Weather: Weather today foretells the weather for January.
If the sun shines clear and bright on Christmas day, it promises a peaceful year, free from clamors and strife, and foretells a plentiful year.
If the sun shines through an apple tree on Christmas, there will be an abundant crop of apples in the coming year.
A green Christmas, a good harvest.
On the other hand:
A green Christmas makes a fat churchyard.
So many hours of sun on Christmas Day,
So many frosts in the month of May.
A warm Christmas, a cold Easter; A green Christmas, a white Easter.
Christmas in mud, Easter in snow; Christmas in snow, Easter in mud.
[Doesn't look like Easter has a chance of being warm and sunny!]
If it rains on Christmas, there will be four weeks with no sun.
A windy Christmas is a sign of a good year to come.
If there is much wind on Christmas Day, trees will bear much fruit.
A windy Christmas and a calm Candlemas are signs of a good year.
If the wind grows stormy before sunset on Christmas, it betokens sickness in the coming spring and autumn. [Well, there’s an easy bet, whether it is stormy or not!]
If at Christmas, ice hangs on the willow, then clover may be cut at Easter [i.e. early Spring, and pasturage for the animals]
If it snows during Christmas night, the crops will do well.
If it snows on Christmas night, there will be a good crop of hops next year [and hops make beer, and beer makes the Widow’s heart merry. This may be the only time I hope for snow.]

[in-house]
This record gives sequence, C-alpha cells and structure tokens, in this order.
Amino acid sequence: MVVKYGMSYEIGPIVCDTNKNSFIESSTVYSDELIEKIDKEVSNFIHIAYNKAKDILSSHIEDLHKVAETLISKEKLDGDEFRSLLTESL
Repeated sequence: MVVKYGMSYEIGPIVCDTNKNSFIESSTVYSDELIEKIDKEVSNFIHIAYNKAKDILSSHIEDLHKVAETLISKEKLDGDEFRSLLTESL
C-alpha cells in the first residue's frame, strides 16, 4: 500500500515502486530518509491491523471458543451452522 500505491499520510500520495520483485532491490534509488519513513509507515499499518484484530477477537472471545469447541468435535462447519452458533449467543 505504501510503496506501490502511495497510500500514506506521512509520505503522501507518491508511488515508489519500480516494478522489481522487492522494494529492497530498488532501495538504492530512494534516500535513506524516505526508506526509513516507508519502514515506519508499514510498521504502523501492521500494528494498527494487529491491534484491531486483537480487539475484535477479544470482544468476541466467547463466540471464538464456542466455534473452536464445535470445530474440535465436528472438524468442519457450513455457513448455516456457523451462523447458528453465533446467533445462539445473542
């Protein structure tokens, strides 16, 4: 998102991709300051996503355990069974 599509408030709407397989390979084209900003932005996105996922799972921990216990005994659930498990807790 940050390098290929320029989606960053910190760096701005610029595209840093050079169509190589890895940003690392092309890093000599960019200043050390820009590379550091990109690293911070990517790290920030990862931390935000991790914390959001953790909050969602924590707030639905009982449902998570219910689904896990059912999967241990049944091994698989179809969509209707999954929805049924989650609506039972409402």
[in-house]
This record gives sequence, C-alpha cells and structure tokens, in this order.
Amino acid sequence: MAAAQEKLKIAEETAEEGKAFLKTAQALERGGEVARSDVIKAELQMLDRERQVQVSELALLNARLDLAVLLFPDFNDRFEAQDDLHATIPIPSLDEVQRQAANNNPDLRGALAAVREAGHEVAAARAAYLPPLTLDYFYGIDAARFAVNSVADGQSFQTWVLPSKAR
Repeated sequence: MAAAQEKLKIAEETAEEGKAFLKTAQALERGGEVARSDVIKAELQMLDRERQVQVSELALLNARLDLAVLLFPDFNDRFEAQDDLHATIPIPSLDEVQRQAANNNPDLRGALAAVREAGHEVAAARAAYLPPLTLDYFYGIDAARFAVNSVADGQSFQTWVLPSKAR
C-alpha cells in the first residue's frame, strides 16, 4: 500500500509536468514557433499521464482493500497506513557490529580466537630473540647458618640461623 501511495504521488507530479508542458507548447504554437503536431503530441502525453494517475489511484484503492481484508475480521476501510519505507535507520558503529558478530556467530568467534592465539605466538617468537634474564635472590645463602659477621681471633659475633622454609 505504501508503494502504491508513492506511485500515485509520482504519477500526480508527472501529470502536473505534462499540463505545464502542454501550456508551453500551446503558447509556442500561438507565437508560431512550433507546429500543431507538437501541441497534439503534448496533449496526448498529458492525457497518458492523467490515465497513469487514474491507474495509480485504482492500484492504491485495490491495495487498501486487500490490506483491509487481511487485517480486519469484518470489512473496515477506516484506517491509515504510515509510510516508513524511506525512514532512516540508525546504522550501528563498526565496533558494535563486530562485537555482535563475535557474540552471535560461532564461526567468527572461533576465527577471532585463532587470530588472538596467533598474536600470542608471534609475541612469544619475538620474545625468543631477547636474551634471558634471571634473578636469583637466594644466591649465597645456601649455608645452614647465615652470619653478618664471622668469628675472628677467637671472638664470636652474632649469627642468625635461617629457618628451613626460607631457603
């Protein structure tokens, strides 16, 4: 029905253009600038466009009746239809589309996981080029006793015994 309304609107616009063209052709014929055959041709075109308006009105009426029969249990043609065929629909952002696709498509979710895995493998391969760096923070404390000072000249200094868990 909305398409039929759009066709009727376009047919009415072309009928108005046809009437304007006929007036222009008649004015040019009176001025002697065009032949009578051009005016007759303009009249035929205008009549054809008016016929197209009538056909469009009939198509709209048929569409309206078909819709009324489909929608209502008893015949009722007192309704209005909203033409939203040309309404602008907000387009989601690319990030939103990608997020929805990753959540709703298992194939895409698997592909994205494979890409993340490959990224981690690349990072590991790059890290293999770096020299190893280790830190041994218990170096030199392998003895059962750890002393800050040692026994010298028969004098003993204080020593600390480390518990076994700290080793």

Light Christmas, light wheatsheaf;
Dark Christmas, heavy wheatsheaf.
A bright Christmas foretells that hens will lay well.
On the other hand
A dark Christmas foretells that cows will give much milk.
[And this year it will be a dark Christmas, i.e. no moonlight]
When Christmas day cometh while the moon waxeth, it shall be a very good year, and the nearer it cometh to the full moon, the better shall that year be. If it cometh when the moon decreaseth, it shall be a hard year, and the nearer to the latter end, the worse and harder shall the year be. [The moon will just be starting to wax again on Christmas. Does this mean the year won’t be as bad as it could be?]
If Christmas Day on a Sunday fall, a troublous winter we shall have all.
When Christmas day falls on a Sunday, the year will be unfruitful.
When Christmas is on a Sunday, the winter will be good, but with great winds; the summer will be fair and dry; the world will be at peace.
Lordlings, all of you I warn,
If the day that Christ was born
Fall upon a Sunday,
The winter shall be good I say,
But great winds aloft shall be;
The summer shall be fair and dry.
Be kind skill and without loss,
Through all lands there shall be peace,
Good time for all things to be done,
But he that stealeth shall be found soon;
What child that day born may be,
A great lord he shall live to be.
On Christmas day, place twelve onions in a row, each with a pinch of salt on the top, The first onion on the left represents January, the next February, and so on.
On Epiphany, check the onions. If the salt has melted on any one of them, the corresponding month will be wet; where the salt remains, that month will be dry.
The following good old English Christmas Carol is preserved in Poor Robin's Almanack, for 1695.
(Note: the author is not referring to those unfortunates who have no victuals for their Christmas tables, but those those miserly, Scrooge-like types who not only refuse to keep a good table, but also are stingy when it comes to sharing Christmas cheer with their neighbors.)
"Now thrice-welcome, Christmas, which brings us good cheer,
Minced pies and plum-porridge, good ale and strong beer;
With pig, goose, and capon, the best that may be,
So well doth the weather and our stomachs agree.
Observe how the chimneys do smoke all about,
The cooks are providing for dinner no doubt!
But those on whose tables no victuals appear,
O may they keep Lent all the rest of the year!
With holly and ivy so green and so gay;
We deck up our houses as fresh as the day